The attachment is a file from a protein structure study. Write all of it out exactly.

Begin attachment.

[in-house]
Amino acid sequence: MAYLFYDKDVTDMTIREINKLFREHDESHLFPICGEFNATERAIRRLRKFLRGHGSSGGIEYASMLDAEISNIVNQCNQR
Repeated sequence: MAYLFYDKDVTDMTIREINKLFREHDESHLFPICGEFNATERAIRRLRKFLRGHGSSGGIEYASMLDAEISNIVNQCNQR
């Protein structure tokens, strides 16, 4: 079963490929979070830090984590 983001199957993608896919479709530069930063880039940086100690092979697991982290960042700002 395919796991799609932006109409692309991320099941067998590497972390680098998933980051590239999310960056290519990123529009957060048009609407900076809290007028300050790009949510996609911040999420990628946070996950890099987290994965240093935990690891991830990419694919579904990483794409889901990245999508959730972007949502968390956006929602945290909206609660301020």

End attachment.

[in-house]
Amino acid sequence: MAYLFYDKDVTDMTIREINKLFREHDESHLFPICGEFNATERAIRRLRKFLRGHGSSGGIEYASMLDAEISNIVNQCNQR
Repeated sequence: MAYLFYDKDVTDMTIREINKLFREHDESHLFPICGEFNATERAIRRLRKFLRGHGSSGGIEYASMLDAEISNIVNQCNQR
């Protein structure tokens, strides 16, 4: 079963490929979070830090984590 983001199957993608896919479709530069930063880039940086100690092979697991982290960042700002 395919796991799609932006109409692309991320099941067998590497972390680098998933980051590239999310960056290519990123529009957060048009609407900076809290007028300050790009949510996609911040999420990628946070996950890099987290994965240093935990690891991830990419694919579904990483794409889901990245999508959730972007949502968390956006929602945290909206609660301020």